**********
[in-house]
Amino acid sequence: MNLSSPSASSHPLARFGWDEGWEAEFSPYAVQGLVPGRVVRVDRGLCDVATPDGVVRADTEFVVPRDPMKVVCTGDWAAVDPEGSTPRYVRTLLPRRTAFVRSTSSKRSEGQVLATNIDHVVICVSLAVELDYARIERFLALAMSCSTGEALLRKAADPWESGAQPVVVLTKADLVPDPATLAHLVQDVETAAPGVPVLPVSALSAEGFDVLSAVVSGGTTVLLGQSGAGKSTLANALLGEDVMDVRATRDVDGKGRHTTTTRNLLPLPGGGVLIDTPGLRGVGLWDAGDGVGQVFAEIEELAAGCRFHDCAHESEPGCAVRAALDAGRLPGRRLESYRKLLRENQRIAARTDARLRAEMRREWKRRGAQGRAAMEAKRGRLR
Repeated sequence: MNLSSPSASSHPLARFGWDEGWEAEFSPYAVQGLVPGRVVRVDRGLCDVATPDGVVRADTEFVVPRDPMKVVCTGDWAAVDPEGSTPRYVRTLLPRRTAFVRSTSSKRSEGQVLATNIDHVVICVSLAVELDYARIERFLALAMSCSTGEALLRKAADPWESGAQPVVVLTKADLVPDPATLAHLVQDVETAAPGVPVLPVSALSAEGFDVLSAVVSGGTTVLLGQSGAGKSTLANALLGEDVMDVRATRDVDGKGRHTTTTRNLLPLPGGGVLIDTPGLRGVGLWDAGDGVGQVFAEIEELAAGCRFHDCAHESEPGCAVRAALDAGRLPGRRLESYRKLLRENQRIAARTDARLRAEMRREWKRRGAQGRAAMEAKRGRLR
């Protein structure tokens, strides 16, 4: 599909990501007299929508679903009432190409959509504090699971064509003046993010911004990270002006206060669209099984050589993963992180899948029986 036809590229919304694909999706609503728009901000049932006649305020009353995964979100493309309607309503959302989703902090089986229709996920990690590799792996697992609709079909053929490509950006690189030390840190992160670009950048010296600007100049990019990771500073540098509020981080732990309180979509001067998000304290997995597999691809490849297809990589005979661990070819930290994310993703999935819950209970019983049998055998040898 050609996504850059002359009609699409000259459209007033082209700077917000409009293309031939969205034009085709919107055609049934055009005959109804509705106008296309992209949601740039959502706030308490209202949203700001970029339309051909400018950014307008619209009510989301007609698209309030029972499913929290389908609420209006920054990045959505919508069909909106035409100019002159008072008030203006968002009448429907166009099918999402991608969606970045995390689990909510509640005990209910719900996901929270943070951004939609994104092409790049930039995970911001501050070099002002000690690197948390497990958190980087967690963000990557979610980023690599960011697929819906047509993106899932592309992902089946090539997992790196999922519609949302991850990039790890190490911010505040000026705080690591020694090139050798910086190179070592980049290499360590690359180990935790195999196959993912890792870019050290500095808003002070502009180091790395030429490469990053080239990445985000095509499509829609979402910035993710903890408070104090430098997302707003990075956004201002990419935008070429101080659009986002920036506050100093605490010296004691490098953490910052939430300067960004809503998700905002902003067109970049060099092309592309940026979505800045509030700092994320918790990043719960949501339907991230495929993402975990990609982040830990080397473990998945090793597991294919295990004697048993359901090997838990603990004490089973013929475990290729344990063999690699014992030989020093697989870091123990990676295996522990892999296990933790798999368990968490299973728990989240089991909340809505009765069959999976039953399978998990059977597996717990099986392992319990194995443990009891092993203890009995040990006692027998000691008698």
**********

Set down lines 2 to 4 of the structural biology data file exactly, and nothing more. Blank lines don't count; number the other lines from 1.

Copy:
Amino acid sequence: MNLSSPSASSHPLARFGWDEGWEAEFSPYAVQGLVPGRVVRVDRGLCDVATPDGVVRADTEFVVPRDPMKVVCTGDWAAVDPEGSTPRYVRTLLPRRTAFVRSTSSKRSEGQVLATNIDHVVICVSLAVELDYARIERFLALAMSCSTGEALLRKAADPWESGAQPVVVLTKADLVPDPATLAHLVQDVETAAPGVPVLPVSALSAEGFDVLSAVVSGGTTVLLGQSGAGKSTLANALLGEDVMDVRATRDVDGKGRHTTTTRNLLPLPGGGVLIDTPGLRGVGLWDAGDGVGQVFAEIEELAAGCRFHDCAHESEPGCAVRAALDAGRLPGRRLESYRKLLRENQRIAARTDARLRAEMRREWKRRGAQGRAAMEAKRGRLR
Repeated sequence: MNLSSPSASSHPLARFGWDEGWEAEFSPYAVQGLVPGRVVRVDRGLCDVATPDGVVRADTEFVVPRDPMKVVCTGDWAAVDPEGSTPRYVRTLLPRRTAFVRSTSSKRSEGQVLATNIDHVVICVSLAVELDYARIERFLALAMSCSTGEALLRKAADPWESGAQPVVVLTKADLVPDPATLAHLVQDVETAAPGVPVLPVSALSAEGFDVLSAVVSGGTTVLLGQSGAGKSTLANALLGEDVMDVRATRDVDGKGRHTTTTRNLLPLPGGGVLIDTPGLRGVGLWDAGDGVGQVFAEIEELAAGCRFHDCAHESEPGCAVRAALDAGRLPGRRLESYRKLLRENQRIAARTDARLRAEMRREWKRRGAQGRAAMEAKRGRLR
């Protein structure tokens, strides 16, 4: 599909990501007299929508679903009432190409959509504090699971064509003046993010911004990270002006206060669209099984050589993963992180899948029986 036809590229919304694909999706609503728009901000049932006649305020009353995964979100493309309607309503959302989703902090089986229709996920990690590799792996697992609709079909053929490509950006690189030390840190992160670009950048010296600007100049990019990771500073540098509020981080732990309180979509001067998000304290997995597999691809490849297809990589005979661990070819930290994310993703999935819950209970019983049998055998040898 050609996504850059002359009609699409000259459209007033082209700077917000409009293309031939969205034009085709919107055609049934055009005959109804509705106008296309992209949601740039959502706030308490209202949203700001970029339309051909400018950014307008619209009510989301007609698209309030029972499913929290389908609420209006920054990045959505919508069909909106035409100019002159008072008030203006968002009448429907166009099918999402991608969606970045995390689990909510509640005990209910719900996901929270943070951004939609994104092409790049930039995970911001501050070099002002000690690197948390497990958190980087967690963000990557979610980023690599960011697929819906047509993106899932592309992902089946090539997992790196999922519609949302991850990039790890190490911010505040000026705080690591020694090139050798910086190179070592980049290499360590690359180990935790195999196959993912890792870019050290500095808003002070502009180091790395030429490469990053080239990445985000095509499509829609979402910035993710903890408070104090430098997302707003990075956004201002990419935008070429101080659009986002920036506050100093605490010296004691490098953490910052939430300067960004809503998700905002902003067109970049060099092309592309940026979505800045509030700092994320918790990043719960949501339907991230495929993402975990990609982040830990080397473990998945090793597991294919295990004697048993359901090997838990603990004490089973013929475990290729344990063999690699014992030989020093697989870091123990990676295996522990892999296990933790798999368990968490299973728990989240089991909340809505009765069959999976039953399978998990059977597996717990099986392992319990194995443990009891092993203890009995040990006692027998000691008698």